Pundit Jay Bookman, writing for The Atlanta Journal-Constitution, has penned an article entitled Huckabee’s fantasy FairTax feeds on workers’ frustration. I should note that his column is named, simply, “My Opinion”. That name, at least, is honesty in journalism; as the article is heavy on opinion, and sadly short on facts.
You know what? This calls for a good hard fisking!
There is indeed a cult member among the frontrunners for the GOP presidential nomination. But it isn’t Mitt Romney, the Mormon from Massachusetts, despite what some in the evangelical community might tell you.
Ooh, hey! Nice twofer there. Let’s start in with the name calling while simultaneously name calling by proxy1 a different Republican candidate. Is every group you don’t like a “cult”?
It’s Mike Huckabee, the Baptist preacher, former Arkansas governor and fervent believer in the cult of the FairTax.
“Cult” Counter: 2
For those unfamiliar with the FairTax creed, it goes something like this: Let us go forth and abolish the federal income tax, the estate tax, corporate taxes, capital gains taxes and payroll taxes, as well as the IRS. Let us then replace all those taxes with a 30 percent national sales tax collected on all services and goods, from a new house to chemotherapy treatments to a gallon of milk.
If we do that, economic heaven is within our reach.
“Creed”? “Go forth”? “Heaven”? You, Sir, are mixing your metaphors. Is it a cult or a religion? (Or are those the same thing to you?)
Beyond that, we also have our first factual inaccuracies: “…a 30 percent national sales tax collected on all services and goods…” First, as this is a replacement for the Income Tax, which is measured as an inclusive, not exclusive, tax, the only fair “apples to apples” comparison is to also measure the FairTax as an inclusive tax. As such it is 23%, not 30%.
That is: If I earn $100,000, and pay 25% income tax, the government takes $25,000 and I keep $75,000. $25,000 is 25% of $100,000 (inclusive tax), but 33% of $75,000 (exclusive tax). The FairTax works like this: if I spend $100,000 for something, the government takes $23,000 in taxes, and the retail seller keeps $77,000. Measured in the same way as today’s existing income tax, $23,000 is 23% of $100,000. Apples to apples, the FairTax is a 23% inclusive tax. Calling it a 30% tax is a distortion of the plan, and just a way to spread some FUD.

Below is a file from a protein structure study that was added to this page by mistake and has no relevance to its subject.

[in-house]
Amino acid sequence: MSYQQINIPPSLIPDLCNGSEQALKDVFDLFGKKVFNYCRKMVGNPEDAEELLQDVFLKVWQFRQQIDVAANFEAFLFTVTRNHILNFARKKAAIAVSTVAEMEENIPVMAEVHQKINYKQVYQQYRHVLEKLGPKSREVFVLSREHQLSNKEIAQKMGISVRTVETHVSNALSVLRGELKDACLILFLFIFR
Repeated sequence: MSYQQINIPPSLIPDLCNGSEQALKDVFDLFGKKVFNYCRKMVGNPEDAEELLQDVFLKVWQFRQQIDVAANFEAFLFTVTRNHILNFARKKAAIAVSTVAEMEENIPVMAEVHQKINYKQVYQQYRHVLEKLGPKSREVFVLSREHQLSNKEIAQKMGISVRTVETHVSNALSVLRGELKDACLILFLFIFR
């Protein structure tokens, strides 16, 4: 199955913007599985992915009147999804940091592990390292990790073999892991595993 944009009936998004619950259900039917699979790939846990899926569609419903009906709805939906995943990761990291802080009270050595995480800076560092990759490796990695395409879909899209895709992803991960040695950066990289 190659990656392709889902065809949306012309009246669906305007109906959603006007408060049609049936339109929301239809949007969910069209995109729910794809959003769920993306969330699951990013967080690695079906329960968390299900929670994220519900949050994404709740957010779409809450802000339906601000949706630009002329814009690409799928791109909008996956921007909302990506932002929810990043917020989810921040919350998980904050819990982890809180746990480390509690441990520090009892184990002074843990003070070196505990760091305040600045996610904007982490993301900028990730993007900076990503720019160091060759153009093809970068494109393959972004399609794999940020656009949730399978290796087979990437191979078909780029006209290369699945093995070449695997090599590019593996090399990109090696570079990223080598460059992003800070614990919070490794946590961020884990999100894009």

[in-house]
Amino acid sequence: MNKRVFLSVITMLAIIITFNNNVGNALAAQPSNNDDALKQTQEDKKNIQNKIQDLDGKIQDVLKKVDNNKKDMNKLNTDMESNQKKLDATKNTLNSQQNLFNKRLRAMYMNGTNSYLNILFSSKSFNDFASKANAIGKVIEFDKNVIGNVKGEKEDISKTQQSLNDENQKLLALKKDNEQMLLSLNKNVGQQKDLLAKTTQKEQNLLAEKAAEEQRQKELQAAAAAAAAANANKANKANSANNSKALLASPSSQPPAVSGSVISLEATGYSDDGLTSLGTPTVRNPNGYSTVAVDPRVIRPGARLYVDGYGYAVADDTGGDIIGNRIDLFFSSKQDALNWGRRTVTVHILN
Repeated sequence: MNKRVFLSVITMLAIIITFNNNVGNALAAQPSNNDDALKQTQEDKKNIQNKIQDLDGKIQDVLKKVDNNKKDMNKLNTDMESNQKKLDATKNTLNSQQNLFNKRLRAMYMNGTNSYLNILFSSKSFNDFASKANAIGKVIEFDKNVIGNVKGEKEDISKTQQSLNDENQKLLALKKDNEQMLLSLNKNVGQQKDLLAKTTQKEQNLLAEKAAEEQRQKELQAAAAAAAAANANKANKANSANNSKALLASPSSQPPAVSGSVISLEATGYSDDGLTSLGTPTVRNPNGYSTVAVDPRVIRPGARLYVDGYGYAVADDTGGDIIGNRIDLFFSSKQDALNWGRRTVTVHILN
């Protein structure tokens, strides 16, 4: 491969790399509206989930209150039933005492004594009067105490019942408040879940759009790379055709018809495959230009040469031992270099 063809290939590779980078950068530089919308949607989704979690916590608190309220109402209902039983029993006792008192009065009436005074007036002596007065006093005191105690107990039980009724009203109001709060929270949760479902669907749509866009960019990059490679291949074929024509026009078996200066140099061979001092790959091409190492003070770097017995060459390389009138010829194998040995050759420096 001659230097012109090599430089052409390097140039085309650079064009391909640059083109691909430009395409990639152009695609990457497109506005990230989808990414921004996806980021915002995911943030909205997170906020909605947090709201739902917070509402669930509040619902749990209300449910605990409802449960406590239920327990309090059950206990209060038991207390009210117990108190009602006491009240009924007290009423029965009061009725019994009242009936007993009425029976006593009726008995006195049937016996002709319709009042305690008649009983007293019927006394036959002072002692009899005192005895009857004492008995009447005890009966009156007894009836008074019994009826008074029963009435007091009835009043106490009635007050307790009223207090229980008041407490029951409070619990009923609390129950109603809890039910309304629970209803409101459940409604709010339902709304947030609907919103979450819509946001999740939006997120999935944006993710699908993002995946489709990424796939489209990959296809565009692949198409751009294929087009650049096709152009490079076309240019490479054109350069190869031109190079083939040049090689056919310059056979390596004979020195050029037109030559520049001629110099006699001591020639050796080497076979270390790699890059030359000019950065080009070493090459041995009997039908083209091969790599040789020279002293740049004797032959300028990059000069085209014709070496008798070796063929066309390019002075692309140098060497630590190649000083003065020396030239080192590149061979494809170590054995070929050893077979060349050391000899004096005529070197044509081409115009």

Second, it is not a tax on “all services and goods”, but all new, retail goods and services. Used or resale goods (from clothing to houses) are not taxed. Environmentalists should love this plan, as there is a strong incentive to buy (and thus re-use) used goods.
Or, as Huckabee says, “when the FairTax becomes law, it will be like waving a magic wand releasing us from pain and unfairness.”
That does sound wonderful. Don’t we all want to be released from pain and unfairness? Don’t we all yearn for a magic wand that would bring such a glorious day to pass?
Sadly, though, there’s this little matter of reality. Reality says taxes are going to hurt, and no magic wand will ever change that. For time immemorial, taxes have been perceived as unjust, and nothing will change that either.
So… what, your “reality based” outlook insists that taxes must remain as painful as possible, or they’re no good? You’re right — there’s no such thing as “no taxes” if you’re going to have any government at all, but there is a lot of room for a lower tax burden. A huge part of the current tax burden is the cost of simply figuring out how much you owe. Billions of dollars are lost to the sheer bureaucracy of the IRS and it’s 100,000-plus page long tax code.
According to Huckabee and other proponents, the FairTax will raise just as much revenue as the current system. They also believe that, somehow, almost everyone will pay less in taxes.